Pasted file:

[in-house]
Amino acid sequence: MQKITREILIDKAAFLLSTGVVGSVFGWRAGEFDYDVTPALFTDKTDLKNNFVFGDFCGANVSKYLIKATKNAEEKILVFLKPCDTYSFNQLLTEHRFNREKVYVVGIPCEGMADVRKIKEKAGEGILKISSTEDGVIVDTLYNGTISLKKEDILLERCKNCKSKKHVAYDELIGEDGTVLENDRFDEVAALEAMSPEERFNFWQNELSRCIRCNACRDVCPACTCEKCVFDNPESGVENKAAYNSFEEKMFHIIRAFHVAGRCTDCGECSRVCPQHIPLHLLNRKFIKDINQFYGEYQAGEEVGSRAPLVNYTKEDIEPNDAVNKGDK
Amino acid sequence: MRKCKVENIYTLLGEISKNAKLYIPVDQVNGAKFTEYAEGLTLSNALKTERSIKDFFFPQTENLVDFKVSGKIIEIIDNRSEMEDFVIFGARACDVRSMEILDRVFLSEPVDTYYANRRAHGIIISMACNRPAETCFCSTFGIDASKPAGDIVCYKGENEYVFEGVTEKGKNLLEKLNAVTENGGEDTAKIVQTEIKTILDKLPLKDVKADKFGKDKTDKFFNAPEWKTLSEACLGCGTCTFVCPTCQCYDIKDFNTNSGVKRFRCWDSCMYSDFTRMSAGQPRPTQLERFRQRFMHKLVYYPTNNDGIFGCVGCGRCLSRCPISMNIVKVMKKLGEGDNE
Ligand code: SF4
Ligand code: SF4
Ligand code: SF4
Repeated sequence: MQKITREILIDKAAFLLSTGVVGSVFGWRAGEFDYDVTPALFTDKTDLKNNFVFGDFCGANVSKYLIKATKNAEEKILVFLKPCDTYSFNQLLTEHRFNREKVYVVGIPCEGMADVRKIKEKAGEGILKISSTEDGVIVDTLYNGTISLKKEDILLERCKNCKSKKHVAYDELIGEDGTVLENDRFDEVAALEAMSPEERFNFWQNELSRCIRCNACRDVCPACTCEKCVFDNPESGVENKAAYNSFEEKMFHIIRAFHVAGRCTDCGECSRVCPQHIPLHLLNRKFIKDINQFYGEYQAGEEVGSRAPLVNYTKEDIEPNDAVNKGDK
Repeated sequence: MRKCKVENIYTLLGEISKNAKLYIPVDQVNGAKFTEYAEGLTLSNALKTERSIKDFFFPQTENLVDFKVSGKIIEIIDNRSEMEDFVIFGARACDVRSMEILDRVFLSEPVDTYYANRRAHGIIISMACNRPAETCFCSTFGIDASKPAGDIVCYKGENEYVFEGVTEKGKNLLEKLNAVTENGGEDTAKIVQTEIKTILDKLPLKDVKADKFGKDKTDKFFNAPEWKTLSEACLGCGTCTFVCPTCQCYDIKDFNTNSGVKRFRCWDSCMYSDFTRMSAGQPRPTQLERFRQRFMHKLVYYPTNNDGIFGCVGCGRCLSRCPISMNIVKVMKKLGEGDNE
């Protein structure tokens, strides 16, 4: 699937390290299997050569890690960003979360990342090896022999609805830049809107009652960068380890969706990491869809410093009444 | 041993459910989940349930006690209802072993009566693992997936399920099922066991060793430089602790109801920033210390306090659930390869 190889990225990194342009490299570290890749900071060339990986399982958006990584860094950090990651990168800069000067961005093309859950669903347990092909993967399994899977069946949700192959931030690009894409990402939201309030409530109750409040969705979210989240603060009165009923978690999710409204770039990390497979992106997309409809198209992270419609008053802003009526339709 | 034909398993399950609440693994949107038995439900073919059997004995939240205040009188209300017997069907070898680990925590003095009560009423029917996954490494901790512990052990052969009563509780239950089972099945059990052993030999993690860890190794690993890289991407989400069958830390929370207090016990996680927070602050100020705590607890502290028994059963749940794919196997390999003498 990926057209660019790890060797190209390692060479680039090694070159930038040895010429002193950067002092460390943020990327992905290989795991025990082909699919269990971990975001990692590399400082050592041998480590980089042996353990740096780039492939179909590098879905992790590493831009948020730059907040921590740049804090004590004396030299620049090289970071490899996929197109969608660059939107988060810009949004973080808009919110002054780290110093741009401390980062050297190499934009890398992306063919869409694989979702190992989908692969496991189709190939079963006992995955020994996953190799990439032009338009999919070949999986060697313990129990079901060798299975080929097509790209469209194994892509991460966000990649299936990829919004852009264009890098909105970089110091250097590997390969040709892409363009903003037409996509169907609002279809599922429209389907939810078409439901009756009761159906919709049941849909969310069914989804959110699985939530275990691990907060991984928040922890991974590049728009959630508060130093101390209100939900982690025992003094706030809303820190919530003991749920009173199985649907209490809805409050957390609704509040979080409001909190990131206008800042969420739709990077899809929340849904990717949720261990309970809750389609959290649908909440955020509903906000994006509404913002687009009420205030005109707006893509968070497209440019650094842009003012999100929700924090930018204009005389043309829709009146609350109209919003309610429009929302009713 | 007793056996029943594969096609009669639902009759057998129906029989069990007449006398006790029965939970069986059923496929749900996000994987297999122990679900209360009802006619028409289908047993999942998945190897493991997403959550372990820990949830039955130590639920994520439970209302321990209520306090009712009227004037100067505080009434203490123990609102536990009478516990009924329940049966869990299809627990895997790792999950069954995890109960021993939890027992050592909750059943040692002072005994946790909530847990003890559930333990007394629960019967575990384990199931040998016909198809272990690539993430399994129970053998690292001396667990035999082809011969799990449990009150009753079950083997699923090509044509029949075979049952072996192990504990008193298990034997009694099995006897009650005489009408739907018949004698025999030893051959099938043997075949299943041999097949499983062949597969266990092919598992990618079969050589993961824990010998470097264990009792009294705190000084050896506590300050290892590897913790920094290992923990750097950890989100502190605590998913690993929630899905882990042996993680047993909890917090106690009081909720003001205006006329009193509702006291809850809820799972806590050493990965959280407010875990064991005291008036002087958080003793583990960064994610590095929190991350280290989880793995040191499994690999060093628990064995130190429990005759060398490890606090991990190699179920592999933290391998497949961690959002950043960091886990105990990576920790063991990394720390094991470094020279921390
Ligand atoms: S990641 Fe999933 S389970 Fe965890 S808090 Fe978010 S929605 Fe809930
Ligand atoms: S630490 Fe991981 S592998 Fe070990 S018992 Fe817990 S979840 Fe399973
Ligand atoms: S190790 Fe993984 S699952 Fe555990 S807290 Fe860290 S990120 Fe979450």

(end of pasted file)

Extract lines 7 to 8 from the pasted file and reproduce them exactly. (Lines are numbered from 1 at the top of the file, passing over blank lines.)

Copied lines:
Repeated sequence: MQKITREILIDKAAFLLSTGVVGSVFGWRAGEFDYDVTPALFTDKTDLKNNFVFGDFCGANVSKYLIKATKNAEEKILVFLKPCDTYSFNQLLTEHRFNREKVYVVGIPCEGMADVRKIKEKAGEGILKISSTEDGVIVDTLYNGTISLKKEDILLERCKNCKSKKHVAYDELIGEDGTVLENDRFDEVAALEAMSPEERFNFWQNELSRCIRCNACRDVCPACTCEKCVFDNPESGVENKAAYNSFEEKMFHIIRAFHVAGRCTDCGECSRVCPQHIPLHLLNRKFIKDINQFYGEYQAGEEVGSRAPLVNYTKEDIEPNDAVNKGDK
Repeated sequence: MRKCKVENIYTLLGEISKNAKLYIPVDQVNGAKFTEYAEGLTLSNALKTERSIKDFFFPQTENLVDFKVSGKIIEIIDNRSEMEDFVIFGARACDVRSMEILDRVFLSEPVDTYYANRRAHGIIISMACNRPAETCFCSTFGIDASKPAGDIVCYKGENEYVFEGVTEKGKNLLEKLNAVTENGGEDTAKIVQTEIKTILDKLPLKDVKADKFGKDKTDKFFNAPEWKTLSEACLGCGTCTFVCPTCQCYDIKDFNTNSGVKRFRCWDSCMYSDFTRMSAGQPRPTQLERFRQRFMHKLVYYPTNNDGIFGCVGCGRCLSRCPISMNIVKVMKKLGEGDNE